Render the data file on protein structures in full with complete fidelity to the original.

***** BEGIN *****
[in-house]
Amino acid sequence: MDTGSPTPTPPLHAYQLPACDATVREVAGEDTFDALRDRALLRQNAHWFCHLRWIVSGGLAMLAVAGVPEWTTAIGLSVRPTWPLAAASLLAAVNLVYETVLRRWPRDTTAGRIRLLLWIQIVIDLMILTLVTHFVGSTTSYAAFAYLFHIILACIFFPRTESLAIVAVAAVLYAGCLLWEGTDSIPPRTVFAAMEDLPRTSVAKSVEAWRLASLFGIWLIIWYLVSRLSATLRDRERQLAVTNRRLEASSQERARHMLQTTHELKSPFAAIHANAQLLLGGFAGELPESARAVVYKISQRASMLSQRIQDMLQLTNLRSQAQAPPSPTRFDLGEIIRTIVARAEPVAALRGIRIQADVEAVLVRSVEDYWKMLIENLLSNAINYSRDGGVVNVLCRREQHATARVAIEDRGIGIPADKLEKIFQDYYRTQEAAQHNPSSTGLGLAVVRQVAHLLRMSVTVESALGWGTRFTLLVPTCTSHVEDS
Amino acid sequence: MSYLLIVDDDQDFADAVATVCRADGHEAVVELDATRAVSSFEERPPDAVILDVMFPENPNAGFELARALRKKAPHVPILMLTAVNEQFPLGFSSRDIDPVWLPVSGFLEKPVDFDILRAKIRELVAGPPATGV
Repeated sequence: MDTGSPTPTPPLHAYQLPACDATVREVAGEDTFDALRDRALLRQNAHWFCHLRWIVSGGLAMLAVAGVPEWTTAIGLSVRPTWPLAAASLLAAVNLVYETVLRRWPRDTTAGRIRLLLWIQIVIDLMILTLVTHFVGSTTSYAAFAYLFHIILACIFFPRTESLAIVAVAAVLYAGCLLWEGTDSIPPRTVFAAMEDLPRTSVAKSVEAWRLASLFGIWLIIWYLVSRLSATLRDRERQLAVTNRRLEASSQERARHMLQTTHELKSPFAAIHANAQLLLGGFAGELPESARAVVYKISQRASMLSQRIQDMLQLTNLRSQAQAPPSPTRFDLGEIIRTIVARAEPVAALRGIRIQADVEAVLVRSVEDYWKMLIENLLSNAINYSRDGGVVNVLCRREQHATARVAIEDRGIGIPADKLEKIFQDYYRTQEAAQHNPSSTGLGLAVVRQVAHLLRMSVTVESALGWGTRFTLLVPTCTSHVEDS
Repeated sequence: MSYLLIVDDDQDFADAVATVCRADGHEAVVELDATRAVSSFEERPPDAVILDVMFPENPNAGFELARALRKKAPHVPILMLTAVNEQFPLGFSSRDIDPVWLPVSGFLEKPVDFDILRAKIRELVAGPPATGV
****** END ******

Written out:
[in-house]
Amino acid sequence: MDTGSPTPTPPLHAYQLPACDATVREVAGEDTFDALRDRALLRQNAHWFCHLRWIVSGGLAMLAVAGVPEWTTAIGLSVRPTWPLAAASLLAAVNLVYETVLRRWPRDTTAGRIRLLLWIQIVIDLMILTLVTHFVGSTTSYAAFAYLFHIILACIFFPRTESLAIVAVAAVLYAGCLLWEGTDSIPPRTVFAAMEDLPRTSVAKSVEAWRLASLFGIWLIIWYLVSRLSATLRDRERQLAVTNRRLEASSQERARHMLQTTHELKSPFAAIHANAQLLLGGFAGELPESARAVVYKISQRASMLSQRIQDMLQLTNLRSQAQAPPSPTRFDLGEIIRTIVARAEPVAALRGIRIQADVEAVLVRSVEDYWKMLIENLLSNAINYSRDGGVVNVLCRREQHATARVAIEDRGIGIPADKLEKIFQDYYRTQEAAQHNPSSTGLGLAVVRQVAHLLRMSVTVESALGWGTRFTLLVPTCTSHVEDS
Amino acid sequence: MSYLLIVDDDQDFADAVATVCRADGHEAVVELDATRAVSSFEERPPDAVILDVMFPENPNAGFELARALRKKAPHVPILMLTAVNEQFPLGFSSRDIDPVWLPVSGFLEKPVDFDILRAKIRELVAGPPATGV
Repeated sequence: MDTGSPTPTPPLHAYQLPACDATVREVAGEDTFDALRDRALLRQNAHWFCHLRWIVSGGLAMLAVAGVPEWTTAIGLSVRPTWPLAAASLLAAVNLVYETVLRRWPRDTTAGRIRLLLWIQIVIDLMILTLVTHFVGSTTSYAAFAYLFHIILACIFFPRTESLAIVAVAAVLYAGCLLWEGTDSIPPRTVFAAMEDLPRTSVAKSVEAWRLASLFGIWLIIWYLVSRLSATLRDRERQLAVTNRRLEASSQERARHMLQTTHELKSPFAAIHANAQLLLGGFAGELPESARAVVYKISQRASMLSQRIQDMLQLTNLRSQAQAPPSPTRFDLGEIIRTIVARAEPVAALRGIRIQADVEAVLVRSVEDYWKMLIENLLSNAINYSRDGGVVNVLCRREQHATARVAIEDRGIGIPADKLEKIFQDYYRTQEAAQHNPSSTGLGLAVVRQVAHLLRMSVTVESALGWGTRFTLLVPTCTSHVEDS
Repeated sequence: MSYLLIVDDDQDFADAVATVCRADGHEAVVELDATRAVSSFEERPPDAVILDVMFPENPNAGFELARALRKKAPHVPILMLTAVNEQFPLGFSSRDIDPVWLPVSGFLEKPVDFDILRAKIRELVAGPPATGV